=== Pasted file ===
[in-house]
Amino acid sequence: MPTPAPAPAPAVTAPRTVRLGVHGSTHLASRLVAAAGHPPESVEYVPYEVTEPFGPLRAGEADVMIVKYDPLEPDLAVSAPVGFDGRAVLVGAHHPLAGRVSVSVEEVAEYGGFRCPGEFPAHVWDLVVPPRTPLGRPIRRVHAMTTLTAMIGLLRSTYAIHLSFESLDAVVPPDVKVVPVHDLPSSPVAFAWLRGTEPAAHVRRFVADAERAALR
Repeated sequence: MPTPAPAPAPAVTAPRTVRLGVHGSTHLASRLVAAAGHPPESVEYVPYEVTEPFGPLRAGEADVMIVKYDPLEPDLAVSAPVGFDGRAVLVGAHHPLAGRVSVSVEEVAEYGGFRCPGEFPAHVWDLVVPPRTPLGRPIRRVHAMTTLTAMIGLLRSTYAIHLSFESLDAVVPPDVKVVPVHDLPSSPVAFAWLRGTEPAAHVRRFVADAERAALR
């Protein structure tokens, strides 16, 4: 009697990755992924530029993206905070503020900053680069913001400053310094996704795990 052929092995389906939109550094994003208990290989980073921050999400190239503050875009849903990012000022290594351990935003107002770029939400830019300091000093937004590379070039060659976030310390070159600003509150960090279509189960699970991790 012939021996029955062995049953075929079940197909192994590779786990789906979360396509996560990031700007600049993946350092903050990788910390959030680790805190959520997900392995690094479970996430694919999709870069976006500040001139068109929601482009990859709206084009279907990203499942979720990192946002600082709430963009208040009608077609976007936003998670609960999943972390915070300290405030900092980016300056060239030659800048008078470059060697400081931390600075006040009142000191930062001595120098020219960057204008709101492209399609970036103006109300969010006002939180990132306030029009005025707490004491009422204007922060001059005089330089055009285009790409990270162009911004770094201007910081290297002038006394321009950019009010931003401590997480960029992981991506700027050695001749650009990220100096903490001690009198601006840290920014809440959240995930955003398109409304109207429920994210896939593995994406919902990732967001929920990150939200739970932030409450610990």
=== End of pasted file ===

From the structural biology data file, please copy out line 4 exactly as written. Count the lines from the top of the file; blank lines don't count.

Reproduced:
């Protein structure tokens, strides 16, 4: 009697990755992924530029993206905070503020900053680069913001400053310094996704795990 052929092995389906939109550094994003208990290989980073921050999400190239503050875009849903990012000022290594351990935003107002770029939400830019300091000093937004590379070039060659976030310390070159600003509150960090279509189960699970991790 012939021996029955062995049953075929079940197909192994590779786990789906979360396509996560990031700007600049993946350092903050990788910390959030680790805190959520997900392995690094479970996430694919999709870069976006500040001139068109929601482009990859709206084009279907990203499942979720990192946002600082709430963009208040009608077609976007936003998670609960999943972390915070300290405030900092980016300056060239030659800048008078470059060697400081931390600075006040009142000191930062001595120098020219960057204008709101492209399609970036103006109300969010006002939180990132306030029009005025707490004491009422204007922060001059005089330089055009285009790409990270162009911004770094201007910081290297002038006394321009950019009010931003401590997480960029992981991506700027050695001749650009990220100096903490001690009198601006840290920014809440959240995930955003398109409304109207429920994210896939593995994406919902990732967001929920990150939200739970932030409450610990």